NWS stresses communication is key - Odessa American: Local News

NWS stresses communication is key

By Courtney Borchert cborchert@oaoa.com | Posted: Wednesday, March 6, 2019 4:34 pm

The Midland National Weather Service is working to better connect integrated warning teams and refine information sent to the public to strengthen coordination and communication efforts.

A workshop was held Wednesday for core partners across 24 counties to learn and exchange strategies so that unified messages can be shared with affected communities.

Conference organizer Amber Hluchan of NWS Midland said rather than focusing on weather events like in past years, the topic for this workshop needed to hone in on communication between agencies that are responsible for warning operations.

An integrated warning team consists of local government and emergency management officials, media representatives, the National Weather Service and other organizations like American Red Cross that assist communities.

“We really want to talk about platforms of communication, who we communicate with and what we need to communicate,” Hluchan said.

City of Odessa Public Information Coordinator Andrea Goodson said this is an area where there is always room for improvement. She said in her 15 years with the city, communication has always been the No. 1 weakness during drills.

Goodson said the workshop gives local emergency management officials an opportunity to reflect on how they can more efficiently handle emergency situations.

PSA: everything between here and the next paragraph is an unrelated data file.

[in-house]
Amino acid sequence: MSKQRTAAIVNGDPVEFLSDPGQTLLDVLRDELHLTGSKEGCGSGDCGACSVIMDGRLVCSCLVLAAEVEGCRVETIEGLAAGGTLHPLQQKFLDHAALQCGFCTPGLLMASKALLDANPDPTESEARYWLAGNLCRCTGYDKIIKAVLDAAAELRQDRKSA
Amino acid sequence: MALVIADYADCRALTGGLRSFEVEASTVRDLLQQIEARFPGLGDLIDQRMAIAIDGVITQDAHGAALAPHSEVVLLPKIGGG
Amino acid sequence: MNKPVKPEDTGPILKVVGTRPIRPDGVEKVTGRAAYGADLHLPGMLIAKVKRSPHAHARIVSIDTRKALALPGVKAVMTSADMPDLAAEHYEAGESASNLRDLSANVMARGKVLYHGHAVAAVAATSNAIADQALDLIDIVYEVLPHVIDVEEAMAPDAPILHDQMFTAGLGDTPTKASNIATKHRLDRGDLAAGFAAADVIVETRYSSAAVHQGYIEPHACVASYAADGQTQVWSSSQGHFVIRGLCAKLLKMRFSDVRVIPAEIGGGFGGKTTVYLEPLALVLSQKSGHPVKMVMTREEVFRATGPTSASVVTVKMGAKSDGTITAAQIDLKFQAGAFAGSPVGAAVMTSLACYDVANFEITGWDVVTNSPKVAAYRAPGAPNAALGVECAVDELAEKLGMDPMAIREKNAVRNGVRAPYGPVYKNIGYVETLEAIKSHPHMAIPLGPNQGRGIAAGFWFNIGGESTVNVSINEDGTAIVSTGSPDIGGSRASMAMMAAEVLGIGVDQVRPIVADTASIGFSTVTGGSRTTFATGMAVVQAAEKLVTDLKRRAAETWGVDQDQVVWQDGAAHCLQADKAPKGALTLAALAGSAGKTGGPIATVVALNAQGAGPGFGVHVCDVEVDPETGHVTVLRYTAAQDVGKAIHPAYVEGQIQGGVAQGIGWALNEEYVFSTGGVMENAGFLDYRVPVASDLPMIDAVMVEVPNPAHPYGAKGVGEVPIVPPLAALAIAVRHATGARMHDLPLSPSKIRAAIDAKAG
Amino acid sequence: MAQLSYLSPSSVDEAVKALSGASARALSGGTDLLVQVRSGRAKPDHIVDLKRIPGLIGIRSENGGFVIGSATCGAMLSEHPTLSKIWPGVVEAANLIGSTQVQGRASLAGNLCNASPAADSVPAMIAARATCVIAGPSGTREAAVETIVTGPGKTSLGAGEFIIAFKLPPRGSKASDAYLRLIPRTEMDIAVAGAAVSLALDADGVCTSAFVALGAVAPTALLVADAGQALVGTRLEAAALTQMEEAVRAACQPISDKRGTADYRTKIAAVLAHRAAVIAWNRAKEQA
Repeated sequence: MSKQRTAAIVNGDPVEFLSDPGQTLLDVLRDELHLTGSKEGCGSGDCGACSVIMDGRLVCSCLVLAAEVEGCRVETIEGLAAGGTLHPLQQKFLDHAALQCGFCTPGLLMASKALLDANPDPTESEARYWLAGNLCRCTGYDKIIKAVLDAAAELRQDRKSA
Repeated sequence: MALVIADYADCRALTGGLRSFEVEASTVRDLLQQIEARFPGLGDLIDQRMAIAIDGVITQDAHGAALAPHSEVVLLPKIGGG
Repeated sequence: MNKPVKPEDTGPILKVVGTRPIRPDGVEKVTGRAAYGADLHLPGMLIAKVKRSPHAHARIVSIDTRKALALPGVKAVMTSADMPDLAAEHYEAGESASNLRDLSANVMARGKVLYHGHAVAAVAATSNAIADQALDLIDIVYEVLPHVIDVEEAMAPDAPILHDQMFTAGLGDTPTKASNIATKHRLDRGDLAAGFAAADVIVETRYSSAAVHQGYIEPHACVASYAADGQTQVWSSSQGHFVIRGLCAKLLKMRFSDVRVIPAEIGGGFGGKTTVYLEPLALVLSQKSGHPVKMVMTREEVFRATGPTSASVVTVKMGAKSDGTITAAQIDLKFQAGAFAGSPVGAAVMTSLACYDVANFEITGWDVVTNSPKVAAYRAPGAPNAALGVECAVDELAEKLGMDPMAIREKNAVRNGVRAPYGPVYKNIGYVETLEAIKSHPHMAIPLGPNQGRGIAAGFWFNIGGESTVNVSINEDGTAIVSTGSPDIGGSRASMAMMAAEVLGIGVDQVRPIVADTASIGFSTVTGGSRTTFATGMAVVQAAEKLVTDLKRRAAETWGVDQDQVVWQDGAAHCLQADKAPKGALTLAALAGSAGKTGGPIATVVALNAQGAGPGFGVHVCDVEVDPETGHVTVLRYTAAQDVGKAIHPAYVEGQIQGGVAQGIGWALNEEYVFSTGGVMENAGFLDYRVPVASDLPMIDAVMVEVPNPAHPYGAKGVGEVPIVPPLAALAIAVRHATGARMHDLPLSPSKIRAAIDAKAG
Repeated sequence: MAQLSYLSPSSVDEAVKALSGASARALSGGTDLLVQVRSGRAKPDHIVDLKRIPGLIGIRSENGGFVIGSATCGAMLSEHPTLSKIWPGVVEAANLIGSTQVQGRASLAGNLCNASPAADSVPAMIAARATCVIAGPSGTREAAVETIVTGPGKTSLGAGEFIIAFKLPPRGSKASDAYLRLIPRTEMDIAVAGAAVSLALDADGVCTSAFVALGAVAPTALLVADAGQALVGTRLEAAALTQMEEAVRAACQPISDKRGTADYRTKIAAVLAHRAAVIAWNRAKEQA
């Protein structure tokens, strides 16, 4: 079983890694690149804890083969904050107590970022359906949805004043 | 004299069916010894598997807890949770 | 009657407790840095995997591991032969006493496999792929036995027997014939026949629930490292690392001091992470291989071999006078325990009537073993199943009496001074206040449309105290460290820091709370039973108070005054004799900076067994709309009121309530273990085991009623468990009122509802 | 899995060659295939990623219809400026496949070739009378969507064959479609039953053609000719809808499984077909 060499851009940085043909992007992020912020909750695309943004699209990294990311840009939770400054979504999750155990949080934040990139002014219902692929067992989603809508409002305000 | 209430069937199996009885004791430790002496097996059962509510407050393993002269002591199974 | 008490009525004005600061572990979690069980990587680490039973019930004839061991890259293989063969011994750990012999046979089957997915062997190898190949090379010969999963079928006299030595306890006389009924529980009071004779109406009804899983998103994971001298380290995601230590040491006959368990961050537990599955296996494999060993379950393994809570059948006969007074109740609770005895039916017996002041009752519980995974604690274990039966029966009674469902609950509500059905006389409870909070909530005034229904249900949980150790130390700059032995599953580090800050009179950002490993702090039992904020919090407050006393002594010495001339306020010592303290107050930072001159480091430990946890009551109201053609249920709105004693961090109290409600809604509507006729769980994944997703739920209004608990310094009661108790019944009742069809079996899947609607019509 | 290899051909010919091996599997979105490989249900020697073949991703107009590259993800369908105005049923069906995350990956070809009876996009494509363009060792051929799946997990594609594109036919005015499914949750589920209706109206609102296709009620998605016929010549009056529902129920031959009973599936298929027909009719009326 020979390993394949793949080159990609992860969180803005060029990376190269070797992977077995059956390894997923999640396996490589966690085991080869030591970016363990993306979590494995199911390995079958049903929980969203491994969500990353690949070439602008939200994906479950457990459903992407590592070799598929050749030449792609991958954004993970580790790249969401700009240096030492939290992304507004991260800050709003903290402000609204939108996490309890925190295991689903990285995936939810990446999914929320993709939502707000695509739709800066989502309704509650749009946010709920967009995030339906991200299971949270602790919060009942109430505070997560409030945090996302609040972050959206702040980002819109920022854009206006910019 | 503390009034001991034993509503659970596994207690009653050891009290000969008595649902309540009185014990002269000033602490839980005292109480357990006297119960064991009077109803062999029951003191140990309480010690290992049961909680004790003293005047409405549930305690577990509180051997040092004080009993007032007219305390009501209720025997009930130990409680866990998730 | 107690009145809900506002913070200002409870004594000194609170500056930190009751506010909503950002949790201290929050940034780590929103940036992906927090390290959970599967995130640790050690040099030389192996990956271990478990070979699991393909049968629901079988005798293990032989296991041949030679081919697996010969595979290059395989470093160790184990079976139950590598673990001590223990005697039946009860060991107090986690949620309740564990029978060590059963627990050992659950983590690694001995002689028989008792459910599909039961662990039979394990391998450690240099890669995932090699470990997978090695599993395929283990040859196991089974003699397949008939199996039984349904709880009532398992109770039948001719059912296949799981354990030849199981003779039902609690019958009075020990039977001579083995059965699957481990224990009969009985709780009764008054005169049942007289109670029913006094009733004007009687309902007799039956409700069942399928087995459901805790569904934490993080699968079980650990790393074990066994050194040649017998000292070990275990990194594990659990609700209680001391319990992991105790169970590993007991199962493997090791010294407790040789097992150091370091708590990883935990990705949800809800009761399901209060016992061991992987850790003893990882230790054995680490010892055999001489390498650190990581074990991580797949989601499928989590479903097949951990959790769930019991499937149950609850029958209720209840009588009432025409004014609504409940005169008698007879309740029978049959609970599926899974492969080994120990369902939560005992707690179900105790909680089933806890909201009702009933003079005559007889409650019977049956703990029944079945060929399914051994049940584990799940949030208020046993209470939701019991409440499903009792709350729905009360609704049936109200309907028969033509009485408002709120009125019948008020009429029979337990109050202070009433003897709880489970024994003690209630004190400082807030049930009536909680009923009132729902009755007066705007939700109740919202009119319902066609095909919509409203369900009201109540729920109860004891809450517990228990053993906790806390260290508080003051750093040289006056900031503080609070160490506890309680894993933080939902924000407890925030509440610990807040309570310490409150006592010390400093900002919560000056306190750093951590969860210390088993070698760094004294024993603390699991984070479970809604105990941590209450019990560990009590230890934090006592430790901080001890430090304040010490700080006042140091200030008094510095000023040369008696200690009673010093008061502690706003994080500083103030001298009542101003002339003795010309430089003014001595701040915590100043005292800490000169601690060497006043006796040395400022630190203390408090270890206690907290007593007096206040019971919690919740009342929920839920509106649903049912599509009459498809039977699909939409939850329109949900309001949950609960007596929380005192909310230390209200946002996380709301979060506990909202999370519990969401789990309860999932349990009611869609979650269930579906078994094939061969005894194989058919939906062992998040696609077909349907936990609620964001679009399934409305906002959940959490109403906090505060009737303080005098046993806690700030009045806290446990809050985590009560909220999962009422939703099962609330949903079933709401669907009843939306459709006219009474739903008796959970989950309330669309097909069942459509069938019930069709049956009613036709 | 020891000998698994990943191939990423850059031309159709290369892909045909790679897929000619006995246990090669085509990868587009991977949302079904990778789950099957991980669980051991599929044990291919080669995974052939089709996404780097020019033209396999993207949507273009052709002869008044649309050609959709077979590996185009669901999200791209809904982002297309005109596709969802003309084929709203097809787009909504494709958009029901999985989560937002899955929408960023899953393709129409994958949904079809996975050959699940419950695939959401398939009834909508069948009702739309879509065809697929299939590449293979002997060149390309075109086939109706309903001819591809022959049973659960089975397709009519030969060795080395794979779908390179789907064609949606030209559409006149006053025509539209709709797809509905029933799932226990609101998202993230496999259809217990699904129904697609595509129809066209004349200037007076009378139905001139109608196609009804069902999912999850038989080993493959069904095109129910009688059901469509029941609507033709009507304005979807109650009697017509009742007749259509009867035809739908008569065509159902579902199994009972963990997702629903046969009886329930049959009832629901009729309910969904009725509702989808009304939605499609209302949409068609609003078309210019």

She said Ector County has already taken steps to bolster coordination strategies by implementing a virtual emergency operation center called Veoci. Ector County started using the operations platform built for crisis management about a year ago to keep officials across entities on the same page and in one conversation.

“Any time there’s an incident our emergency management coordinator will launch Veoci and we get a text message or email, however you have selected to sign up, telling you it’s been launched and to log in to the room,” Goodson said. “Everyone is in there and it’s almost like a social media platform discussing what’s happening.”

County Emergency Management Coordinator Rickey George activated a drill exercise at the workshop to demonstrate Veoci’s capabilities. George said it takes about five minutes on average for emergency officials to respond and enter the group chat room.

“It brings everyone into the same room virtually rather than physically,” George said. “We like it because not everyone is going to be at the same place at the same time.”

Within minutes after Veoci was activated several other officials in the room began receiving automated calls through their phones and smartwatches with further instructions.

One Midland County official, who is also included in the emergency contact list, described the software to the room as one of the most powerful tools the counties have started using.

George said the communication platform is used in instances like severe weather situations and any type of industrial accidents that may occur.

Goodson said being able to quickly communicate with other public information officers through the chat room allows them a space to craft an accurate and refined message for residents at varying education and language proficiency levels.